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I have a system with two disks in a bios-configured RAID-1 array, currently dual-booting Win7 and Ubuntu 10.10. I opted for fakeraid, rather than softraid, so that the raided disk could be seen from both Win7 (gaming) and Ubuntu (everything else!). For various reasons, I've decided to back out from running this system with a raided disk, so I would like two separate disks: one for the two OS versions, and one for data.

I removed the RAID setting in BIOS, and rebooted. Both OSes boot OK, but I can't tell what's happening with the disk config. When I list the mount table, I still the /dev/mapper entries that were familiar from fakeRAID:

$ sudo mount | grep /dev
/dev/mapper/pdc_beidbcaig5 on / type ext4 (rw,errors=remount-ro,commit=0)
none on /dev type devtmpfs (rw,mode=0755)
none on /dev/pts type devpts (rw,noexec,nosuid,gid=5,mode=0620)
none on /dev/shm type tmpfs (rw,nosuid,nodev)
/dev/dm-1 on /mnt/windows type fuseblk (rw,nosuid,nodev,allow_other,blksize=4096)
/dev/mapper/pdc_beidbcaig9 on /home type ext4 (rw,user_xattr,commit=0)
/dev/mapper/pdc_beidbcaig6 on /var type ext4 (rw,commit=0)
/dev/mapper/pdc_beidbcaig7 on /boot type ext3 (rw,commit=0)

If I start gparted, I can see the partitions of the two mirrored disks, listed separately for /dev/sda and /dev/sdb. However, when I ask for information on any partition displayed in gparted, I get a warning:

Warning: no such file or directory while trying to open /dev/sda5
Couldn't find valid system superblock

dumpe2fs 1.41.12 (17-May-2010)
dumpe2fs: No such file or directory while trying to open /dev/sda5

Unable to read the contents of this file system!

Now clearly the file system can be read, because otherwise it wouldn't boot. But equally clearly something is awry in the disk configuration. Sadly, I don't really know where to start.

I did read the man page for dmraid, and I thought that the -x option was what I needed. However:

$ sudo dmraid -x
About to delete RAID set pdc_beidbcaig
WARNING: The metadata stored on the raidset(s) will not be 
  accessible after deletion
Do you want to continue ? [y/n] :y
ERROR: Raid set deletion is not supported in "pdc" format

In summary, what steps should I take to ensure that my two previously mirrored RAID-1 disks become two separate independent drives, one of which I can reformat to store more data on?


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up vote 3 down vote accepted

OK, I found some helpful information in this thread. In particular, doing

sudo dmraid -rE

was helpful, though I had to manually patch /etc/fstab after that, reasonably enough. Still not sure that I've covered everything though, and I'd be happy to have an explanation of what dmraid does. Magic incantations to "make it all better" are OK, but I'd rather understand what I'm doing, at least in broad terms!

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it would be best to edit your original post and add this comment as a dated update. – ppetraki Jan 30 '12 at 14:36
That's not clear. StackExchange sites in general aim to collect and curate a set of questions and answers. If I edited the question to show my answer in-line, the question would not show as being "answered". As it was, the thread I found did enable me to answer my question and solve my problem. – Ian Dickinson Jan 30 '12 at 14:48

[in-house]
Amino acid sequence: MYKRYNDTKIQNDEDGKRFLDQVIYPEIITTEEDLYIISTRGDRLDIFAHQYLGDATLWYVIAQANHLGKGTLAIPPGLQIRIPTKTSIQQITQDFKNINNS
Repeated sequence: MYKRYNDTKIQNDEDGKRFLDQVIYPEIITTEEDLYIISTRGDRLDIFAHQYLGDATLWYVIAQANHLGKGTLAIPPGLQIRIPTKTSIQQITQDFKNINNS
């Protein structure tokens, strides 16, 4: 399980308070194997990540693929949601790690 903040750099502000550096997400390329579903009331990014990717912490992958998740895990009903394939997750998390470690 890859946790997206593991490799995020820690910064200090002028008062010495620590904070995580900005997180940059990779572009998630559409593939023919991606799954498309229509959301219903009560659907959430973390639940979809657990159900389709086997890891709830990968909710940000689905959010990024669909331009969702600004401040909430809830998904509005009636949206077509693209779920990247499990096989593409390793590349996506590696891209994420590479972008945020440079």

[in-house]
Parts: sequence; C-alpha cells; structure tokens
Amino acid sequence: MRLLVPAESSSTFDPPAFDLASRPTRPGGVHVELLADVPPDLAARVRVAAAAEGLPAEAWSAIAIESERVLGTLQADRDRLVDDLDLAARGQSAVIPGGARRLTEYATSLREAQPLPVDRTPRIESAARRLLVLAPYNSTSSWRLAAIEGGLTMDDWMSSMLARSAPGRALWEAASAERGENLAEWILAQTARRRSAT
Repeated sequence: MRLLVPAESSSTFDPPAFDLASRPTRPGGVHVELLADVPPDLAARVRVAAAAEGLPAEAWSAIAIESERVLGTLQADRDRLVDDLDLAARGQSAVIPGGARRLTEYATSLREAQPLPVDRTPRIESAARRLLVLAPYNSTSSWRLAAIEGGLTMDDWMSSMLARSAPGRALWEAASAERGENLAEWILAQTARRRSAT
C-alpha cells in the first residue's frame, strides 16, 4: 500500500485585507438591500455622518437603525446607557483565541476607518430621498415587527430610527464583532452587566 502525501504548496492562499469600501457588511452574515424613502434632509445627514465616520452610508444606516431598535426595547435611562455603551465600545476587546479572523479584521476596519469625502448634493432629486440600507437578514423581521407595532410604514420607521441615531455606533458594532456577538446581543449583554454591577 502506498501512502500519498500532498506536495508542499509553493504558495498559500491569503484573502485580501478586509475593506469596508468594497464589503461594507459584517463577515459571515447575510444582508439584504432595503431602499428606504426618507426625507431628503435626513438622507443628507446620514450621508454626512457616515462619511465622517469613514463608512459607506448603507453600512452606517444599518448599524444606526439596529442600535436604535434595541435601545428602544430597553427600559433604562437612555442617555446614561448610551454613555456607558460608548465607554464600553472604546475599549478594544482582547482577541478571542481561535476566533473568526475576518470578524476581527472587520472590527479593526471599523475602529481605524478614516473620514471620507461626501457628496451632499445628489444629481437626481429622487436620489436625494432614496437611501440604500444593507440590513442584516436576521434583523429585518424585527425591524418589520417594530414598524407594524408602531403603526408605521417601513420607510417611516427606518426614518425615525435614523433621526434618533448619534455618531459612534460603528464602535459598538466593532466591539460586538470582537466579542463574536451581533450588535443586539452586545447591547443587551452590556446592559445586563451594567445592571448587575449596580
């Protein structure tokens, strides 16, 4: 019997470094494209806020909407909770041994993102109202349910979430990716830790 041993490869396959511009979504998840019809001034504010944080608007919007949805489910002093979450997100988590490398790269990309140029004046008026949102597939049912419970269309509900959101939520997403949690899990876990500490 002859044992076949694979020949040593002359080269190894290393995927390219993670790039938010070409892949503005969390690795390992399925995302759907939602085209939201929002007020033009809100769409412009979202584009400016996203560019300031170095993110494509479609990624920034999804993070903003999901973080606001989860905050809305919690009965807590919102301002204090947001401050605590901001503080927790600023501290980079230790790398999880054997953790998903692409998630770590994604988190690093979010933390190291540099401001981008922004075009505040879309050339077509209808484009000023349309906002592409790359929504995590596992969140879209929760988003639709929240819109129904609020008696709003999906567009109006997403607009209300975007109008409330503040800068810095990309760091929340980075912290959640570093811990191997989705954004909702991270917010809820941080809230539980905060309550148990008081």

OK then, your answer has been modded up, please rank mine appropriately so we can close this issue out. Thanks. – ppetraki Jan 30 '12 at 15:25

Interesting, I think I learned something new about dmraid today. Software RAID in general is predicated on the concept of inserting metadata onto the disk somewhere and then taking over those disks with a special driver and presenting it as a new virtual disk with a superset of new features.

Usually, if you were to remove the meta data, the actual stored data becomes lost, or at least the roadmap to it does. Consider a RAID 5 where data is spread around several disks, traditionally you can only mount a single disk, which was the RAID5 you just destroyed, therefore, no mapping exists to access your data.

I think you hit the trivial case of dmraid de-provisioning, since RAID1 is really a pure mirror of the other drive, the positions of your data and partition tables make sense. Now that the metadata is gone thanks to dmraid -E, the dmraid driver no longer has a reason to claim the disks and assemble the RAID, so you should never see those /dev/mapper entries again.

Reconfiguring your fstab was a necessary part of the migration, also, had you used filesystem labels instead of mount points, no fstab changes would have been necessary.

I don't know that this is part of dmraid design or not, either way I know I would never count on that feature with my data. I wouldn't expect MD to operate this way. I think you got very lucky and that next time you should backup all your data before you reconfigure your drives in an invasive manner.

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I was reasonably confident ab initio that I would be able to split two Raid1 drives as I knew they were mirrored. I wouldn't have tried for other Raid types. Yes, it was a risk, but I had a backup of /home, all the important stuff is in Dropbox and all the really important stuff is in various git repos :) – Ian Dickinson Jan 30 '12 at 16:26

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